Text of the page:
February 2024

Landmark ATO ruling for employee classifications

The Australian Taxation Office (ATO) has recently provided new guidance that redefines how it identifies employees and underscores the importance of written agreements to avoid PAYG or superannuation audits.

The Australian Taxation Office (ATO) has recently provided new guidance that redefines how it identifies employees and underscores the importance of written agreements to avoid PAYG or superannuation audits. This development follows two significant High Court rulings last year (FMMEU v Personnel Contracting and ZG v Jamsek).

This updated guidance from the ATO signifies a departure from the previous “multi-factorial” analysis of parties’ conduct when determining worker classification. The ATO now aligns its approach with the High Court rulings, providing greater certainty in the classification process.

The ATO’s ruling and practical compliance guideline highlight the crucial role of written agreements that comprehensively outline how tasks are performed. Courts and tribunals will now primarily rely on the terms of the written agreement, departing from an emphasis on the conduct or behaviour of the parties unless the written agreement contradicts their actual practices. Determining worker classification as employees or contractors comes with various tax obligations for employers, including salary withholding under the PAYG system, payment of FBT on benefits, and making superannuation payments.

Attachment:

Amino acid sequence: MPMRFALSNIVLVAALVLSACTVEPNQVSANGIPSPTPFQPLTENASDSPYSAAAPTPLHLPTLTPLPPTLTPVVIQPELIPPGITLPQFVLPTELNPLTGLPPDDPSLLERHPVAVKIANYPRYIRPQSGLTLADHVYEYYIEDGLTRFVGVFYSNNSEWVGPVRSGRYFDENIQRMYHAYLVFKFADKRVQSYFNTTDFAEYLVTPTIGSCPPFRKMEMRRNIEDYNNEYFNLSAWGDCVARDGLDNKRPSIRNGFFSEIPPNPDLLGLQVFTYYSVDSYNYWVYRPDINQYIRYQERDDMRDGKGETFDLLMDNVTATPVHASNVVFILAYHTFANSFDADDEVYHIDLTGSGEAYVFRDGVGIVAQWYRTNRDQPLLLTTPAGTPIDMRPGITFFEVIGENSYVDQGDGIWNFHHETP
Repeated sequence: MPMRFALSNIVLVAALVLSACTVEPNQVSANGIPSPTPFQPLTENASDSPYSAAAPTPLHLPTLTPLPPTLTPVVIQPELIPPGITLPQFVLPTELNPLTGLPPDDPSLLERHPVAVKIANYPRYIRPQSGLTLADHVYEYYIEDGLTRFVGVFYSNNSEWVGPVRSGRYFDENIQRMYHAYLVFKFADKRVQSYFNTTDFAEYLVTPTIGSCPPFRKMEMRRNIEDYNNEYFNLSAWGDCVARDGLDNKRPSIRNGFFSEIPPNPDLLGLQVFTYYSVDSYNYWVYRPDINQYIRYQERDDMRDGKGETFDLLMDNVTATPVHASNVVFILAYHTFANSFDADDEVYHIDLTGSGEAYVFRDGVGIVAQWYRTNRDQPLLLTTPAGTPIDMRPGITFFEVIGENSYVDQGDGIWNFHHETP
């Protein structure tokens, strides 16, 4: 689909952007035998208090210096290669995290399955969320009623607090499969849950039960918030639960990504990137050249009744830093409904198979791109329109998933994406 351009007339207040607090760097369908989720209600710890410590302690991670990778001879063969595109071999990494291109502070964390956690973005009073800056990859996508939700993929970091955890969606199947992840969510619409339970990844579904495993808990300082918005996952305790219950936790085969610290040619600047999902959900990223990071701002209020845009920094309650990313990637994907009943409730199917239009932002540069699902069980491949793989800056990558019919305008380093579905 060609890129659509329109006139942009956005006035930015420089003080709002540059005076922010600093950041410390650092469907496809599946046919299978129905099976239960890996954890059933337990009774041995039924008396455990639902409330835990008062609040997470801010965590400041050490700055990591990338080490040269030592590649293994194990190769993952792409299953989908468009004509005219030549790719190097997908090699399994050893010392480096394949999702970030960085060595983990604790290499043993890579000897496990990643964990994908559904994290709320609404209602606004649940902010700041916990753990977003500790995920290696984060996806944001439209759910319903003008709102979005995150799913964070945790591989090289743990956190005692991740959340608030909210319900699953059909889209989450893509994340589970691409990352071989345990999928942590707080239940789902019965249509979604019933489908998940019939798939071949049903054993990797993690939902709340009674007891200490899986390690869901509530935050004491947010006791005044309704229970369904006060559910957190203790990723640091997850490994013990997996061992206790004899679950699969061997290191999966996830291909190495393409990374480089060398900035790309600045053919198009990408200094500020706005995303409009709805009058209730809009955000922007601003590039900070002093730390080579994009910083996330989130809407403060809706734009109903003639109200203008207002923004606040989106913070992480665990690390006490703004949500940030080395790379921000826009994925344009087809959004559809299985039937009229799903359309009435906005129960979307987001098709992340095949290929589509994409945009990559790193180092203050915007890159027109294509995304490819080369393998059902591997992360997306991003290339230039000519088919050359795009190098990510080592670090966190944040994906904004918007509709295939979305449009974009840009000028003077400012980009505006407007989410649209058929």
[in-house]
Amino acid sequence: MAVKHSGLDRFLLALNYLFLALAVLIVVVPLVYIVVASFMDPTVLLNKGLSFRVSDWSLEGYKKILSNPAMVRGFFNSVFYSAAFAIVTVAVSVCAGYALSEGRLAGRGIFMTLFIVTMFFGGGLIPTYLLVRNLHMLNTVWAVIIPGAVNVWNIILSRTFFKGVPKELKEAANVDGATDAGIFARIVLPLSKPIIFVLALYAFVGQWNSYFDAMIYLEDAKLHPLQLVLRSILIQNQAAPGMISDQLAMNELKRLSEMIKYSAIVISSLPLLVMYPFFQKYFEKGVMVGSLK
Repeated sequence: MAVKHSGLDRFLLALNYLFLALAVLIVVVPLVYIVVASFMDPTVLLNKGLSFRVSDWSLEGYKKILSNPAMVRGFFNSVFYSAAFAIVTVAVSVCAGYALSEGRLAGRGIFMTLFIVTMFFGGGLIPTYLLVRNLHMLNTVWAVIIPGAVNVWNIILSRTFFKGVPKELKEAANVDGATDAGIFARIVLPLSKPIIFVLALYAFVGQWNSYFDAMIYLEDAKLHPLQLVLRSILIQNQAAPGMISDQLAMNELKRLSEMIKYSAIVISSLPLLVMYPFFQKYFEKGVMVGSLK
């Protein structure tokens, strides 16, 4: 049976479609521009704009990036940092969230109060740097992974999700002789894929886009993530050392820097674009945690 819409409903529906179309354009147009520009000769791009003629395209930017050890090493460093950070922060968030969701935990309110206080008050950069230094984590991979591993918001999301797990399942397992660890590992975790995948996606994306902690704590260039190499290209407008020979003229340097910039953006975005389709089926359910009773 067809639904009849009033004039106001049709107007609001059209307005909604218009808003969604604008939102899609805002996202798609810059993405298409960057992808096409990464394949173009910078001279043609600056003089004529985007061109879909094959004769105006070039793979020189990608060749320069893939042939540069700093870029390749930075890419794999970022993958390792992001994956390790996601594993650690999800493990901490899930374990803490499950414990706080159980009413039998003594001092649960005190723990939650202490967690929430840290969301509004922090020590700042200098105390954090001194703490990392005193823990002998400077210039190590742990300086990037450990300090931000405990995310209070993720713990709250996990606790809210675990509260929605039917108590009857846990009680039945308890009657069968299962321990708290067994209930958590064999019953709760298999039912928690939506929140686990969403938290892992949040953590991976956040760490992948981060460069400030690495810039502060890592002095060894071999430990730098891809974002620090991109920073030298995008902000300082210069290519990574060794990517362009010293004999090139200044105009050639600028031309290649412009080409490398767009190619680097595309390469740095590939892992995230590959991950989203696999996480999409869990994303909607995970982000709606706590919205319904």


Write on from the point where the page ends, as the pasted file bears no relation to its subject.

The ATO’s guidance, outlined in TR 2023/4, emphasises that assessing whether a worker is an employee is a factual question based on the parties’ relationship, legal rights, and obligations. Legal rights and obligations should be interpreted based on the employment contract, following established contractual interpretation principles.

The ATO’s risk assessment framework, detailed in PCG 2023/2, categorises arrangements into very low, low, medium, and high-risk zones.

Factors such as the existence of a comprehensive written agreement and the consistency of parties’ conduct with the agreement are crucial in determining risk classification. A comprehensive, signed agreement reflecting how work is performed is highlighted as a key mitigating factor against the risk of an ATO audit. PCG 2023/2 clarifies the ATO’s approach to investigations and audits, incorporating an updated risk assessment framework. The ATO may initiate reviews into PAYG or superannuation obligations through proactive case selection or complaints from workers suspecting underpayment due to misclassification.

Businesses are strongly encouraged to assess their risk against the ATO’s framework, ensuring comprehensive written agreements that align with actual practices to mitigate the risk of audits and investigations. Understanding the implications of the ATO’s guidance is crucial for businesses aiming to ensure compliance with their employment classifications.

If you are uncertain about your employee classifications, speak with a trusted business adviser.

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